The National Catholic Register reviewed the book A Defense of Dignity by philosophy professor Chris Kaczor of Loyola Marymount University, who previously served as a research fellow for The Cardinal Newman Society’s Center for the Advancement of Catholic Higher Education:
As a term used to justify diametrically opposed courses of action, “dignity” is a term that many doubt is of practical use in ethical discussions. Yet Blessed John Paul regularly invoked dignity as a moral compass. Christopher Kaczor, professor of philosophy at Loyola Marymount University in Los Angeles, does a masterful job in showing how important is this concept, properly understood, to contemporary bioethics.
Kaczor treats those bioethical dilemmas in three broad groups: the beginning of life, its end and the doctor’s role as a moral agent.The issues he examines are cutting-edge and current: abortion, artificial reproduction, surgery on fetuses, artificially supplied nutrition and hydration for the comatose, organ donation and physician-assisted suicide.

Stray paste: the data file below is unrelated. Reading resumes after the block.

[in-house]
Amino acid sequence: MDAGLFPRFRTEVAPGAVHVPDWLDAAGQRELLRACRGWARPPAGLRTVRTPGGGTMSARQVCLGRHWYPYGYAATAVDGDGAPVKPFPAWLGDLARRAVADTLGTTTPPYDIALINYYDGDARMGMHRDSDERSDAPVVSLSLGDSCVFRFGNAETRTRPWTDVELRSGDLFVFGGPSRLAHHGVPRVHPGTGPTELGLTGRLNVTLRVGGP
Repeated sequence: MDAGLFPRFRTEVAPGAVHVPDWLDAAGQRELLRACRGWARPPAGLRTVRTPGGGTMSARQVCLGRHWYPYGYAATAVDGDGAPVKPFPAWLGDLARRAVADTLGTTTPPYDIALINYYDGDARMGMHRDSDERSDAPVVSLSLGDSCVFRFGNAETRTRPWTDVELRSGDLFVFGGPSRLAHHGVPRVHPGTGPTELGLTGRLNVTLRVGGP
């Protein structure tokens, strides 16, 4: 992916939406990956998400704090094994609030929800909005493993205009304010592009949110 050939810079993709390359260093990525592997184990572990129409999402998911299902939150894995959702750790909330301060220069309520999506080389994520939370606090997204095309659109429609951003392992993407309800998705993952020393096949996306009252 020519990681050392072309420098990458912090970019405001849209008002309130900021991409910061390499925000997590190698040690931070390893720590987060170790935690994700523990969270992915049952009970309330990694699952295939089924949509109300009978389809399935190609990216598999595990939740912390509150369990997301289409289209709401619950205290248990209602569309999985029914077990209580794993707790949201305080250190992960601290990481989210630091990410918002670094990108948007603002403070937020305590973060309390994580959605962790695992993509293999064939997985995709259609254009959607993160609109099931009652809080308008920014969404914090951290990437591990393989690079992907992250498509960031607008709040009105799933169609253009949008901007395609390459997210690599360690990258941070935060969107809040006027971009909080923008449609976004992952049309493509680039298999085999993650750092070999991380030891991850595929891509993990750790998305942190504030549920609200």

Conscience and its rights is a theme running throughout the book: Two chapters explicitly deal with the conscience rights of medical personnel who object to being involved in abortions, but conscience as an issue repeatedly surfaces wherever doctors and nurses morally dissent from what the law brands to be legally right, e.g., improved breeding through in vitro fertilization or helping patients kill themselves.
The author, whose Ethics of Abortion established him as an intellectually robust advocate of the right to life, applies his razor-sharp analysis to those issues, often formulating a pithy and reasoned response to those who would fumigate the public square of any moral influence.
Kaczor also takes on issues concerning abortion, conscience, the “right to reproduce” and other issues.
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